‘In Defense of the Genre’ October roundup (5 best songs of the month included)
In Defense of the Genre is a column on BrooklynVegan about punk, pop punk, emo, post-hardcore, ska-punk, and more, including and often especially the bands and albums and subgenres that weren’t always taken so seriously. Here are The Genre’s five best songs from October.
It's been another weird month, and with the presidential election right around the corner, anxieties are high right now. (It probably goes without saying if you're reading a column about punk, unless you're Johnny Rotten, but please remember to vote against Trump.) It's also been a month with lots of great punk music, and here's a roundup of that. First, some features and interviews we ran in October:
* 30 punk songs with great acoustic versions
* Q&A with Anti-Flag and director Jon Nix on new documentary Beyond Barricades
* Less Than Jake talk new album, influences, favorite new bands, Ska Against Racism & more
* Pinkshift are one of 2020's most vital new punk bands
* Rock Against Racism doc White Riot is essential 2020 viewing
* The Bouncing Souls break down every track on their new acoustic(ish) album
* Q&A with Turning Point, who are reissuing their catalog on Revelation
* I Am The Avalanche Q&A and playlist of songs that influenced their new album
* Saves The Day & Senses Fail discuss their favorite Misfits songs
* War On Women's Brooks Harlan discusses the music that influenced their new album
Rest in peace Pierre Kezdy (Naked Raygun, Pegboy).
Read on for my five picks (in no particular order) of the five best songs of October 2020 that fall somewhere under the punk umbrella...
Pinkshift - "Toro" / "Rainwalk"
It can't be easy to get a new band off the ground in a year without live music, but Baltimore punks Pinkshift have managed to deservingly become one of the most talked-about new punk bands of 2020, and they've only got five total songs. The two latest came out in October, and these are the best yet. Pinkshift kind of sound like a cross between Three Cheers For Sweet Revenge era My Chemical Romance and Riot! era Paramore, but with a modern DIY punk twist, and that comes through on "Toro" and "Rainwalk," but there's a lot of other stuff going on too. The two songs are tied conceptually and they seamlessly segue into each other with a trippy, psychedelic passage that fits right in with the anthemic punk. These songs are also their heaviest and darkest yet, especially "Toro," which nears shouty hardcore territory in a way that singer Ashrita Kumar says was inspired by Babes In Toyland. Pinkshift don't shy away from openly embracing their influences, but they swirl them together in a way that feels entirely new and refreshing. If you like melodic punk and you aren't listening to Pinkshift yet, change that now.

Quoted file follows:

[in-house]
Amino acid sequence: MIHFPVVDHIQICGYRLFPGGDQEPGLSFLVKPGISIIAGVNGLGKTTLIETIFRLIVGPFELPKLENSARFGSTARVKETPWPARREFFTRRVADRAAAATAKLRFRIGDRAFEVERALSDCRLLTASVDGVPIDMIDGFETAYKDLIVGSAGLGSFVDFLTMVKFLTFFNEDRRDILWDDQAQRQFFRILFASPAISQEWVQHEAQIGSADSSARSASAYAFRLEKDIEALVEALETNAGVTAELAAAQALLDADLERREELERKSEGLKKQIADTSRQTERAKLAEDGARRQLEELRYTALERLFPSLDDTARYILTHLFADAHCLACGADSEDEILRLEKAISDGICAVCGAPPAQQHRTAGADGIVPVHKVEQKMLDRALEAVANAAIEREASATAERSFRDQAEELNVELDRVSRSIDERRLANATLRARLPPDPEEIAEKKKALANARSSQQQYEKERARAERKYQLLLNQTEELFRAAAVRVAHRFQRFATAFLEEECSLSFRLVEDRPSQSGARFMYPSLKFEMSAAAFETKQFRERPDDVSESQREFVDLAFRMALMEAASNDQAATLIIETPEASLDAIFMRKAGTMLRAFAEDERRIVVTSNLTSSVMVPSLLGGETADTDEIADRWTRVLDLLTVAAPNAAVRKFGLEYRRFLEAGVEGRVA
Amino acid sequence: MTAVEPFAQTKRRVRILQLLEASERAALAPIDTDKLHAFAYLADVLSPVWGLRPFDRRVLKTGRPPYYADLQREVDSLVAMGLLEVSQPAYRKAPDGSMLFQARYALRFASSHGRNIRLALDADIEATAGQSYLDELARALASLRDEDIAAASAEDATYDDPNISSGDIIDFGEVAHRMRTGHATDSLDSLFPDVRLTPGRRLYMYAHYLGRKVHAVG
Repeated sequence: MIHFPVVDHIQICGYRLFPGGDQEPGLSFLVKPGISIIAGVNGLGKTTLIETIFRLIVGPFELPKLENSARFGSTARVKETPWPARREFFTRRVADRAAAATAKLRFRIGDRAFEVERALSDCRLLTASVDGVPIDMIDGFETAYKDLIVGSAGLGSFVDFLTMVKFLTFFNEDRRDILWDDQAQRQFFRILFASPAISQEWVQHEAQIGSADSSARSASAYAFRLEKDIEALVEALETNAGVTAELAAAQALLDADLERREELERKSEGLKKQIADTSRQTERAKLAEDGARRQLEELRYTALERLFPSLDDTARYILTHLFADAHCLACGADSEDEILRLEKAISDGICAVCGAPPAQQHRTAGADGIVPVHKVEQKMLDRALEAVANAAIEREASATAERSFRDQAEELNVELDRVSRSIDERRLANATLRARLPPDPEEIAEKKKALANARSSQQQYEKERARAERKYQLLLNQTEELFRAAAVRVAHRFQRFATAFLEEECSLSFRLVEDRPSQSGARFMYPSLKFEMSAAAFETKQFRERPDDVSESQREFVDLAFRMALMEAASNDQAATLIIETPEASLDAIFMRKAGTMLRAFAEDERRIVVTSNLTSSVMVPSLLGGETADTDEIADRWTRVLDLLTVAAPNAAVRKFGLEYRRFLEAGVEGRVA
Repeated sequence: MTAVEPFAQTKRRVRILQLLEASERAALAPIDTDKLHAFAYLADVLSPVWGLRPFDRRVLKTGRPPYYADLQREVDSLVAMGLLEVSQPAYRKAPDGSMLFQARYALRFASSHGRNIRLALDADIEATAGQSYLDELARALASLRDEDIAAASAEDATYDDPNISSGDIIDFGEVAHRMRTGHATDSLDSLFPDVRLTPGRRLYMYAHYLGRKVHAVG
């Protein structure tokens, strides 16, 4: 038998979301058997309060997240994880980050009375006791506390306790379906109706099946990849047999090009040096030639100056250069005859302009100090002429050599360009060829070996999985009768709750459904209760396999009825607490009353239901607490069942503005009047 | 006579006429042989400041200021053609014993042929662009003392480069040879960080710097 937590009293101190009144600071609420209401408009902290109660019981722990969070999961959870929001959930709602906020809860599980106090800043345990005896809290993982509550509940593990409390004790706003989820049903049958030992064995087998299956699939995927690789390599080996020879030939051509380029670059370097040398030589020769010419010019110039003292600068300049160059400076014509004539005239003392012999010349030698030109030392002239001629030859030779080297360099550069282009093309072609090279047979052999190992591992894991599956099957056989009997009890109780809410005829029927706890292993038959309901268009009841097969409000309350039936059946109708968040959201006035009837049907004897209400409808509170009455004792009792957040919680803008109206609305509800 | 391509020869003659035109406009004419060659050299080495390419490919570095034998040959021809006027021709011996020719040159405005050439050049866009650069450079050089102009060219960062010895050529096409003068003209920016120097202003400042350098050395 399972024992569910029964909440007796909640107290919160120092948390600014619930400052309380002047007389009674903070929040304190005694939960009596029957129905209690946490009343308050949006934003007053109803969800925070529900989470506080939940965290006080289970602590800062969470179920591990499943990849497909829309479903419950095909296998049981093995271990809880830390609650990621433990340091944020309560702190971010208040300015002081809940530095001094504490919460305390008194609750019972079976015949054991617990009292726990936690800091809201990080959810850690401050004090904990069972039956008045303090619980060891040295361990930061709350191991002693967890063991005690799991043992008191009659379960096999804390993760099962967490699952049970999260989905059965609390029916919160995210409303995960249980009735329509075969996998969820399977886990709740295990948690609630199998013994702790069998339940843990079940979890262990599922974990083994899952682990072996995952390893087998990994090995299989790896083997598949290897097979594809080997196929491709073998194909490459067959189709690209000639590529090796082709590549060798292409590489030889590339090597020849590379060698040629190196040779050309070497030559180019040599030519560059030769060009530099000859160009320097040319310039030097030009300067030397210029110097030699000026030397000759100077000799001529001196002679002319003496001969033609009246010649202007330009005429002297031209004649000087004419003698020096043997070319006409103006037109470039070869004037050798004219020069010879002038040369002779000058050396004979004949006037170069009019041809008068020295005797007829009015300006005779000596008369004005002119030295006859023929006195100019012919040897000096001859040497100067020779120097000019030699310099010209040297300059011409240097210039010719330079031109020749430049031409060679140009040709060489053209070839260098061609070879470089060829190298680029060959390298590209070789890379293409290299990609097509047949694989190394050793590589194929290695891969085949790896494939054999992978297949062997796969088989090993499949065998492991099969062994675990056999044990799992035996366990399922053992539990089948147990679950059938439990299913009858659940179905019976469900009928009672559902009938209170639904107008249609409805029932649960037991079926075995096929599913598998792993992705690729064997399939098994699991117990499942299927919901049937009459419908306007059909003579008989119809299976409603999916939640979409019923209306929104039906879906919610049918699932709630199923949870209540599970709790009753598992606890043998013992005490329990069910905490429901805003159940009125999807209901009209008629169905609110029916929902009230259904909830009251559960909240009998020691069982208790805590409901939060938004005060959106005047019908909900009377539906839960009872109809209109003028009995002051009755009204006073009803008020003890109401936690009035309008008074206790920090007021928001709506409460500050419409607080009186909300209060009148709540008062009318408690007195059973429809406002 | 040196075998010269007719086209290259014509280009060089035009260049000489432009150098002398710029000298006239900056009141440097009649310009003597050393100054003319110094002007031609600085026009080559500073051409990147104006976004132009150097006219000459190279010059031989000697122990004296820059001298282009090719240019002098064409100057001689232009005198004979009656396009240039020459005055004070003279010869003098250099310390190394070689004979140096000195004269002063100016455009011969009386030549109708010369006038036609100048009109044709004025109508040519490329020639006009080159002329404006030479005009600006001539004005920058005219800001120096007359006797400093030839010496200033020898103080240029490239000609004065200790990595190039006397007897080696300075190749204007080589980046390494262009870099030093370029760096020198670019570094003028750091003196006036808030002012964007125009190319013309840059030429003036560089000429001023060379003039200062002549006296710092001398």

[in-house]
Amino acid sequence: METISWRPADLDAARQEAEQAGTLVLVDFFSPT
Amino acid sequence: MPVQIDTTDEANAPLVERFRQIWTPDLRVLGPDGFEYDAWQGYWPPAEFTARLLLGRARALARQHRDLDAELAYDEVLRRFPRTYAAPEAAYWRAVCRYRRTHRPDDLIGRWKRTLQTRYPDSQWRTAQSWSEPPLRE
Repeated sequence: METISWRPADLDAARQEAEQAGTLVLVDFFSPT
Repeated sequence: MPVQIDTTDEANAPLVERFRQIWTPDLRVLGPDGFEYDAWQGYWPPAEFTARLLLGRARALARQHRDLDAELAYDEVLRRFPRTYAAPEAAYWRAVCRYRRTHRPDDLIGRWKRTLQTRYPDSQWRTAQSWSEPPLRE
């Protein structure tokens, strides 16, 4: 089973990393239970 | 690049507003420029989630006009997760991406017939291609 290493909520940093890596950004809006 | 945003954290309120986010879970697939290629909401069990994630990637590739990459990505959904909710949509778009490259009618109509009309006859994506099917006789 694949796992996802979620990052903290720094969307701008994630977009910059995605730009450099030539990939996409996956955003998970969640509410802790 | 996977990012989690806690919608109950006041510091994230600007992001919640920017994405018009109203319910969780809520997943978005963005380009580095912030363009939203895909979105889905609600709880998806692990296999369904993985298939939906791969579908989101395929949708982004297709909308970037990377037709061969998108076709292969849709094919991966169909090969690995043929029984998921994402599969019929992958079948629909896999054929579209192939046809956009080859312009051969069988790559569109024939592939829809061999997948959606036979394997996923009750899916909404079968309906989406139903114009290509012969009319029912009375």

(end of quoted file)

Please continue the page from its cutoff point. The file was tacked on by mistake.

Bad Operation - "Perilous"
When the world wanted to proclaim ska was dead in the 2000s, one of the key bands keeping it alive was New Orleans' Fatter Than Albert, whose Daniel "D-Ray" Ray and Greg Rodrigue also founded Community Records, one of the key labels for ska (and other music) for over a decade. More recently, D-Ray and Greg had been playing in the indie rock band All People with drummer Robert Landry, but now the three of them teamed up with experimental/jazz/hip hop artist Dominic Minix (lead vocals) and Brian Pretus of Fat Wreck Chords-signed punks PEARS to make ska again as Bad Operation. Compared to Fatter Than Albert's fast-paced ska-punk, Bad Operation take a cleaner, more soulful approach to ska -- if you dig The Specials, The Slackers, and Hepcat, you're gonna wanna hear Bad Operation too. Their debut album comes out 12/18 via Bad Time/Community, and its lead single is the absurdly catchy "Perilous."